The employees, being mostly women, have flexible hours. When they had issues with long hours, IndiVillage cut their working hours to 6. It’s a learning process that kick-started in 2009, and still continues today.
‘It’s been a good five years for us. We’ve had stable operations. We’ve made money, we’re debt-free, we’re in a good spot for very good business, and we make good profit. We’re definitely among the more profitable ones. This may have something to do with the wages in rural India being less than urban areas, but it doesn’t matter.’
The next step as IndiVillage gears up to enter its fifth year is to expand franchises of IndiVillage, or help young and earnest entrepreneurs set up their own BPOs in villages.
An entrepreneur who wants to start his own BPO in a village gets all the mentorship and support from IndiVillage possible. From investment challenges to logistics and infrastructure, IndiVillage vows to help entrepreneurs get their management and resources spruced up and ready to function for their BPOs.
‘We’ve had people interested, but not anyone acting on it, yet. After the 5th year we’ll venture out into the second location. This is not the most difficult business to run, because you’re raw material are people.
‘The most precious resource for any business to do well is management. If you have good management, you’ll figure it out… We call it LUCK: location, understanding, chances and knowledge. Figure out all those things out, and you have more things working for you than against.’
It’s essentially this formula that has made IndiVillage a success story with still greater ambitions.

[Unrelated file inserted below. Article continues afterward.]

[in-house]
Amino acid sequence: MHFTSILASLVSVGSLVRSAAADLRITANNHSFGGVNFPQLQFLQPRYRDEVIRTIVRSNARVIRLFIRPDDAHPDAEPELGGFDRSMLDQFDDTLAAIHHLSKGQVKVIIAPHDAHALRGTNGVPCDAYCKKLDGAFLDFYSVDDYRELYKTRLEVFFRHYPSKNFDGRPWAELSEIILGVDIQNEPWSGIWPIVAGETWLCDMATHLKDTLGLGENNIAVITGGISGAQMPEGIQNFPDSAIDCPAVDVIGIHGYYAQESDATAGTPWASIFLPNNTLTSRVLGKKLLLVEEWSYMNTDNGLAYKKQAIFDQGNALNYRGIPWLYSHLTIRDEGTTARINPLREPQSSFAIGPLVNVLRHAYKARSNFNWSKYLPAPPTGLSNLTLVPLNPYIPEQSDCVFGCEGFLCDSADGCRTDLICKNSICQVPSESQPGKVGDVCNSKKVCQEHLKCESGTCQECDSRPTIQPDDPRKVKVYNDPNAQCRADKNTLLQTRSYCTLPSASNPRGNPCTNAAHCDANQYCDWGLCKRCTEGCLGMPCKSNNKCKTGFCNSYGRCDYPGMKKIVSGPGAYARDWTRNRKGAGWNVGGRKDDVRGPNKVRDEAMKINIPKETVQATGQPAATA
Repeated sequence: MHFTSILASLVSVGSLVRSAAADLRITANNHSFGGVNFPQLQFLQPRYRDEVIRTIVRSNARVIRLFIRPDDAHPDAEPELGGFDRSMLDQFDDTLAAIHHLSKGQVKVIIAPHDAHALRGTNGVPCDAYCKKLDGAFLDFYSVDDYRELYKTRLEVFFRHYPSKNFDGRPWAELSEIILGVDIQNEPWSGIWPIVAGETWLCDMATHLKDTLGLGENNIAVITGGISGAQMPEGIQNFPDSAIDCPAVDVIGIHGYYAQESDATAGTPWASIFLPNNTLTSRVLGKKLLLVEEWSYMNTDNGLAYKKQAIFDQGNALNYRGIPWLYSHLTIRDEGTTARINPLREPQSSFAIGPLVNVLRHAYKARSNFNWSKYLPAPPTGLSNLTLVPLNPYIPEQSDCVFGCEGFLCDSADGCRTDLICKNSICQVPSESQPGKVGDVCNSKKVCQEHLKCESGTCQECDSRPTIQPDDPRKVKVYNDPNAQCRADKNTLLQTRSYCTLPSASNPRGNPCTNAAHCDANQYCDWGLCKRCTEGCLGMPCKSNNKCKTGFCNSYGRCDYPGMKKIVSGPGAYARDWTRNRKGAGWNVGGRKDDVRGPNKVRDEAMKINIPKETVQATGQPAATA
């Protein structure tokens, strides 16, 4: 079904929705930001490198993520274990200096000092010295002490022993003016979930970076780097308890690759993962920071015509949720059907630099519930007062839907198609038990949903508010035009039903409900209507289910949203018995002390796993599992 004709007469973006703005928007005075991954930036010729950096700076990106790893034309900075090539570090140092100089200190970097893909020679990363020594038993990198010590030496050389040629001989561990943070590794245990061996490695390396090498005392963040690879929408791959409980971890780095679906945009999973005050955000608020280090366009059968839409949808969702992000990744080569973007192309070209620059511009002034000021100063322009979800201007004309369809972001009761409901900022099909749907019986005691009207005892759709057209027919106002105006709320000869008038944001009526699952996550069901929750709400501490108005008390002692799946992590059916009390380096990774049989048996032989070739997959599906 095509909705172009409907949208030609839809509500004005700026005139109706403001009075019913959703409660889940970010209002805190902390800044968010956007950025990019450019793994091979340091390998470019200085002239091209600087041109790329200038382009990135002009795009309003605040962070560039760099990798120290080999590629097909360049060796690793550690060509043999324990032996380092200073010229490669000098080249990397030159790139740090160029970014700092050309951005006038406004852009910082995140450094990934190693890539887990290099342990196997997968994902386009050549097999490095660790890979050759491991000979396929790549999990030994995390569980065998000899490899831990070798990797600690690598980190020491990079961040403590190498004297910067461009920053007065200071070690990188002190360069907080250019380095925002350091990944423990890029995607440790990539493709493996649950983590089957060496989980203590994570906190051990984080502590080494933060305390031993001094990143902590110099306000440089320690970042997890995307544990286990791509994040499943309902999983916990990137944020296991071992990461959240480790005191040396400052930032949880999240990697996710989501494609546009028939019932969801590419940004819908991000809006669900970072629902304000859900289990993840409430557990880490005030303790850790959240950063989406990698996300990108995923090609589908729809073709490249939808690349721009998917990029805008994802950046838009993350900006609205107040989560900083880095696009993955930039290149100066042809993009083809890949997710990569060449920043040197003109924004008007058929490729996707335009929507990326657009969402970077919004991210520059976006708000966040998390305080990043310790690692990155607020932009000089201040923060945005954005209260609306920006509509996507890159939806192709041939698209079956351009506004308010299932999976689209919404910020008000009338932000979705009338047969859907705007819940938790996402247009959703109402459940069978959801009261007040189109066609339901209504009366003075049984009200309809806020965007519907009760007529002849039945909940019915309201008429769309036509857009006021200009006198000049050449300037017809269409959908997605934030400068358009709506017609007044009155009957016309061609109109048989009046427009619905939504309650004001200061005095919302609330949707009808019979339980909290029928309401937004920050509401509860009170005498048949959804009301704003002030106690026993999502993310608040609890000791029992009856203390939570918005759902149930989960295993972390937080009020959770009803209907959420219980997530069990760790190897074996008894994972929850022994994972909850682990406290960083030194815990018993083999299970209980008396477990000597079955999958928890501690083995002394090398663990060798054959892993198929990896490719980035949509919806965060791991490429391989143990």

‘Things were a lot easier, smoother, results were much faster.
‘We’re up to global standards in terms of QCD: quality, cost and delivery, in that order. We satisfy, we’re financially viable.’
The employees at IndiVillage BPO do a wide range of work from data digitisation, online circular processing, accounts, data entry, search engine optimization to offering cloud computing services.
IndiVillage still has its fingers in more than one curry pot. Besides setting up a BPO, it engages in other handicrafts, education and agricultural programmes. So, there’s a holistic nisus towards impacting many aspects of the village together. For their organic farming project, subject-matter experts are called all the way from Hyderabad and Karnataka for training programmes and knowledge-sharing exercises. It’s a give-and-take process where local knowledge of agriculture is infused with modern agriculture to provide culture-specific solutions to farmers.‘We try to help them wherever we can.’
Dr Abdul Kalam wanted each and every one of those 600,000 villages to reflect this development, where a rural India would finally be seen as a financially viable entity, without its culture having to lose its rustic flavour and knowledge. This was a dream: to see development tailored for rural India.
‘Villages need an anchor entrepreneur.
‘Most people don’t realise this, but these are profitable businesses. It’s for a good case, and it helps everybody.’
IndiVillage has an outreach office for volunteers and sees a number of people visiting the village over a period of 1-6 months. The work done by volunteers varies from logistics in management to setting up an entire computer lab.
But, we still have thousands of village just sitting their brimming with unique and obscure potential that’s not being tapped. This potential gets further over-shadowed by the sensation and controversy that surrounds urban development. Against high-speed rails and prestigious technoparks, the village becomes an ignored majority.
‘Even to this day 60% intellectual work that comes to India still goes to Bangalore. As a country, we’re still so under-developed that there’s a long way to go. We have a different type of employment potential in rural India. Pure talent, dedication, their loyalty… people underestimate rural India a lot.
‘It’s really good fun. It’s a high. Once you go there and hang out, it’s just pure fun. It’s hard to explain; people are simpler, you know.
‘It’s a different kind of fun.’